Of course, there are differences. One finds the relationship she desires, the other still awaits that moment. One of us is an amazing cook; the other is a budding oenophile.

2011 Tuscan Sun Wines Tondo Tondo
2011 Frances Mayes’s Tuscan Sun Wines Tondo Tondo, Toscana IGT

The recurrent themes of the movie – rebirth, renewal, growth, love, family, friends, food, and wine – are essential to living a fulfilled life. It’s in that spirit that Frances Mayes developed her Tuscan Sun brand to include these elements, most recently, Tuscan Sun Wines.  The movie and wine were not my first exposure to the Tuscan Sun line of products. Less than two years ago, I reviewed the olive oil.

One of the two wines provided to me by Banner Media Group was the 2011 Frances Mayes’s Tuscan Sun Wines Tondo Tondo, Toscana IGT, which means Just perfect. This Sangiovese is delightful, especially at the price point of around $14. It’s feminine, floral, and fruity, with loads of bright cherry, raspberry, and strawberry flavors. It finishes with soft tannins, spice, and a bit of acidity. It’s aged in stainless steel, so the berry flavors have a starring role.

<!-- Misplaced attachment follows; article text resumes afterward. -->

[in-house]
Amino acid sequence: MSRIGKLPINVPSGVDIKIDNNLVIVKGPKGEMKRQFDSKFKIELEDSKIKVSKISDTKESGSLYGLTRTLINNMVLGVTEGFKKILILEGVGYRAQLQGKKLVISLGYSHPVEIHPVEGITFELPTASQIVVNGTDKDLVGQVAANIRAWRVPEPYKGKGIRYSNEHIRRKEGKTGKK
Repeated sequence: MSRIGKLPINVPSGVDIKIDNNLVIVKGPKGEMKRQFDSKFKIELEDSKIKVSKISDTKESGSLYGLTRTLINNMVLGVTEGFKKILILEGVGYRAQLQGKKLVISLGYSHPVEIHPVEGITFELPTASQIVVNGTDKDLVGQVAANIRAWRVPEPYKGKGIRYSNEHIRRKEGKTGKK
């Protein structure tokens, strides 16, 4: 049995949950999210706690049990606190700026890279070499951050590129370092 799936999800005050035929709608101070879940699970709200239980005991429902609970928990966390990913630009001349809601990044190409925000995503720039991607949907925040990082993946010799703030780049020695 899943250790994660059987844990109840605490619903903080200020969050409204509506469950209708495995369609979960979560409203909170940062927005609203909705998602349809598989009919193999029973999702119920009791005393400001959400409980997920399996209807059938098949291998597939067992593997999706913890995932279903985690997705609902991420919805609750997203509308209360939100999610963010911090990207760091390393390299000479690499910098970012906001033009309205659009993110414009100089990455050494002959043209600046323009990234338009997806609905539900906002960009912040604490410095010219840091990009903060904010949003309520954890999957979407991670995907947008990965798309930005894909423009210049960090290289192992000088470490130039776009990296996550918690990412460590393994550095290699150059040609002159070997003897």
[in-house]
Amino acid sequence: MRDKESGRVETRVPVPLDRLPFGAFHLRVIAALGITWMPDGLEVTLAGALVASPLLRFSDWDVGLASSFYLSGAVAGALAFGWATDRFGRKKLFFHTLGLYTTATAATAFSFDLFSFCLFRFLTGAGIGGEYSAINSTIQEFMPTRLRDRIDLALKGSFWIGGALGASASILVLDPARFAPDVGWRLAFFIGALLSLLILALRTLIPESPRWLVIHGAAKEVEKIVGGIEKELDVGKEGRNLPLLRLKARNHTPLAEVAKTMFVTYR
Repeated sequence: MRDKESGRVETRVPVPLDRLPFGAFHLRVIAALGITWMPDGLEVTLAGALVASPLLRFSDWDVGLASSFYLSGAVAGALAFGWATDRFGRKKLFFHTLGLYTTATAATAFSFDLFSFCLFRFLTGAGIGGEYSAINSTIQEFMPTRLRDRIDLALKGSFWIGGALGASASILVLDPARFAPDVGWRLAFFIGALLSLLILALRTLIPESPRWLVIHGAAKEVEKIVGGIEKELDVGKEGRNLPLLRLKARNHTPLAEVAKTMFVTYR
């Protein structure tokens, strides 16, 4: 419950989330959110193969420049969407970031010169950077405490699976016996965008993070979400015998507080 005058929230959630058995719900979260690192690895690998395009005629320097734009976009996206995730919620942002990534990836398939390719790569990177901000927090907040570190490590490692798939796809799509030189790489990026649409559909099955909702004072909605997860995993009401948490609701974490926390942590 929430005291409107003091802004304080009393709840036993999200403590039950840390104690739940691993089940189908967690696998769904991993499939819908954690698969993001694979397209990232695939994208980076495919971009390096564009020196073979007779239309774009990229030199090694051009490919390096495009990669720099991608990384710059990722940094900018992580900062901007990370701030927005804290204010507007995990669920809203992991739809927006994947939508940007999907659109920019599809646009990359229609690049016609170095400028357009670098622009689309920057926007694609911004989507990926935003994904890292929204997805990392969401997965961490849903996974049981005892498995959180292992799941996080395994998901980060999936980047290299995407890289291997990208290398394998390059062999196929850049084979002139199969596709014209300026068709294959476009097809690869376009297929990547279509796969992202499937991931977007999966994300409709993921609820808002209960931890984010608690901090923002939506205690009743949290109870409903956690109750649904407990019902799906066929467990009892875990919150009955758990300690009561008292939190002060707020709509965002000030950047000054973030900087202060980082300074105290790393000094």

One of the Tuscan Sun Wines is still available at wine.com. The others can be found through retail locations or by contacting Tuscan Sun Wines.

2008 Baracchi Smeriglio Merlot Cortona
2008 Baracchi Smeriglio Merlot, Cortona DOC

The other wine that paired well with the movie was produced by Baracchi Winery, located just east of Cortona overlooking Valdichiana Valley. The estate villa once belonged to 17th century poet Antonio Guadagnoli. The Baracchi family restored the property and today 22 hectares of the 60-hectare property are vineyards. Also located on the estate is Relais Il Falconiere, a luxury hotel, spa, and restaurant.